Stirling Soap Company: Episode 1 – Ben Franklin

The first article in a series dedicated to Stirling Soap Company is about a soap which features one of the most awkward descriptions in the whole Wet Shaving community:

This soap smells like an older gentleman’s pantaloons at the end of a hot July day in Philadelphia, drafting important documents with no air conditioner. It’s actually a very unique scent that reminded a few of my testers of a root beer float. An instant favorite.

Many customers wrote to the owners asking for clarifications, because later they added to their website:

NOTE: The description is tongue-in-cheek. It smells like a wonderful blend of Frankincense, Benzoin, Nutmeg, and Clove. It doesn’t actually smell like sweaty old man pants. As of 3 March 2015, we have been averaging about 2-3 inquiries per week as to why we would make a soap that smells like an older gentleman’s trousers…


That said, let me start with some memories… 4-5 Years Ago my fianceè (who now is my wife) bought some Stirling soaps as part of a larger bunch for my birthday. The three soaps were Executive Man (which I liked), Coniferous (which I loved) and Texas on Fire (same as Coniferous, maybe even better!). I was nicely surprised by the lather produced by these soaps, a very creamy and thick lather, which, combined with the original and, in certain cases, uncommon fragrances, made a great combo for the wet shaver enthusiast in me. Years later, I had the chance to grab some samples thanks to a friend visiting the USA, and I was able to get some of the most praised soaps like Ozark Mountain and Stirling Gentleman, among others, and, of course, Ben Franklin. For all soaps, the formula is the usual Stirling one, with Tallow, Lanoline and Shea Butter, which provides a great slickness and tons of creamy lather.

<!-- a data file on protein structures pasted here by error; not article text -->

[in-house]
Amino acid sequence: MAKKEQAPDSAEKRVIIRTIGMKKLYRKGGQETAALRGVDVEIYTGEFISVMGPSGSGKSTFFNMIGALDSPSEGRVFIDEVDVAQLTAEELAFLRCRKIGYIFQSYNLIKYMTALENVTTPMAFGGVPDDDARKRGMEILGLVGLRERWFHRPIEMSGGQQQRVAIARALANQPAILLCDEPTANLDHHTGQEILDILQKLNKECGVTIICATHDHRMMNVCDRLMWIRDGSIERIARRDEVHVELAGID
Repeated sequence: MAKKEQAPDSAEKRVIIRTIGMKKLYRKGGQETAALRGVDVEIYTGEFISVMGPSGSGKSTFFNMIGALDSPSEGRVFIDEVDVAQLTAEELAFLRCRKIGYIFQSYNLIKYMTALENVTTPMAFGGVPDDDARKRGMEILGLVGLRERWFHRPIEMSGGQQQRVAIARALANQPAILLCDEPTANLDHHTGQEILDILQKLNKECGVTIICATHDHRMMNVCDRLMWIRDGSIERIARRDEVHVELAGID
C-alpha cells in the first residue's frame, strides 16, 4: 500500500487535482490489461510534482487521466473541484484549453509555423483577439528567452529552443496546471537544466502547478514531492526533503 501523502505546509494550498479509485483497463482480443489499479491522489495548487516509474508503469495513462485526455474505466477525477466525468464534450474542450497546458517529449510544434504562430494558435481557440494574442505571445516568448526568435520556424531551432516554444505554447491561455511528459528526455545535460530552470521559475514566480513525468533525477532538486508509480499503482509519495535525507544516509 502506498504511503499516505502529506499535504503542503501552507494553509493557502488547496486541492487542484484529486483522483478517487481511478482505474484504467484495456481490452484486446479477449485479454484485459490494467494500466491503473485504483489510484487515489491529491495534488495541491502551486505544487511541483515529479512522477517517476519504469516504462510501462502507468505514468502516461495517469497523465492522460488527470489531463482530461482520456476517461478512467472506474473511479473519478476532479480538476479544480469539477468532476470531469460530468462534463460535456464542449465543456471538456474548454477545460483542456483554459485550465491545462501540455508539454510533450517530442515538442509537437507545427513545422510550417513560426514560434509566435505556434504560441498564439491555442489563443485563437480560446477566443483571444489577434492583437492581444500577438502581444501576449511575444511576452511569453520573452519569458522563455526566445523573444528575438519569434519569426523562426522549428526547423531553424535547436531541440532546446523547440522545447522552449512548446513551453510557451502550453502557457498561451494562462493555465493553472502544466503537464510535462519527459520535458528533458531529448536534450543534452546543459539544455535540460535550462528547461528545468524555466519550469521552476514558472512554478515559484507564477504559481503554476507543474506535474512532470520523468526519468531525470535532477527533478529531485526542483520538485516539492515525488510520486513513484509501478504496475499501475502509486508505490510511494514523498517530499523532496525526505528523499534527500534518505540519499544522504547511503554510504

The sample is a generous one, I think it will last for at least 15-20 shaves. I personally like the round shape, which allows to keep the sample on one palm and lathering with the brush directly on the soap surface. Of course, the other common option is to pick a small piece of soap, put it in your favourite bowl and theh lather inside the bowl. Be aware that these soaps are quite thirsty, so don’t be shy when adding water!

So, what can I say about the scent? This is definitely a soap which needed some time (i.e. shaves) to be fully appreciated. I spoke about my sensations with my brother-in-shaves Aaron and we both agreed that the scent reminds of an old, English artisan’s boutique; an ancient, warm, spicy, old-world reassuring scent. A scent in which the frankincense, the benzoin and the nutmeg are clearly noticeable, with a slight hint of lime (this was suggested to me by Aaron, at first I didn’t pick it up), too.

Two fragrances came to mind when trying Ben Franlin: Sartorial by Penhaligon’s, for that old-shop feeling, and Barrister and Mann’s Beaudelaire (which is much stronger, however).

Tested with both DE and Straight razors, with both Badger and Boar brushes, the soap performed great every time.

Since I don’t have any Stirling After Shave, every time I use one of their soaps I need to find a good matching aftershave (which, I must confess, it’s a task I love 🙂 ).

For Ben Franklin, I found these to work great:

  • Extròcosmesi FràRinik
  • Krampert’s Finest Bay Rum – Acadian Spice
  • Captain’s Choice Bay Rum

Overall, Ben Franklin has become a new favourite of mine, thanks to its unusual but really pleasant scent and its awesome performance. I wouldn’t define the scent as a crowd-pleaser, though. IMHO it’s a scent for those who like to sit back, relax and let their minds wander, thinking about past times.

Links:

Ben Franklin Shaving Soap

Krampert’s Finest

Extrò Cosmesi

 

 

Leave a Reply

Fill in your details below or click an icon to log in:

WordPress.com Logo

You are commenting using your WordPress.com account. Log Out /  Change )

Google photo

You are commenting using your Google account. Log Out /  Change )

Twitter picture

You are commenting using your Twitter account. Log Out /  Change )

Facebook photo

You are commenting using your Facebook account. Log Out /  Change )

Connecting to %s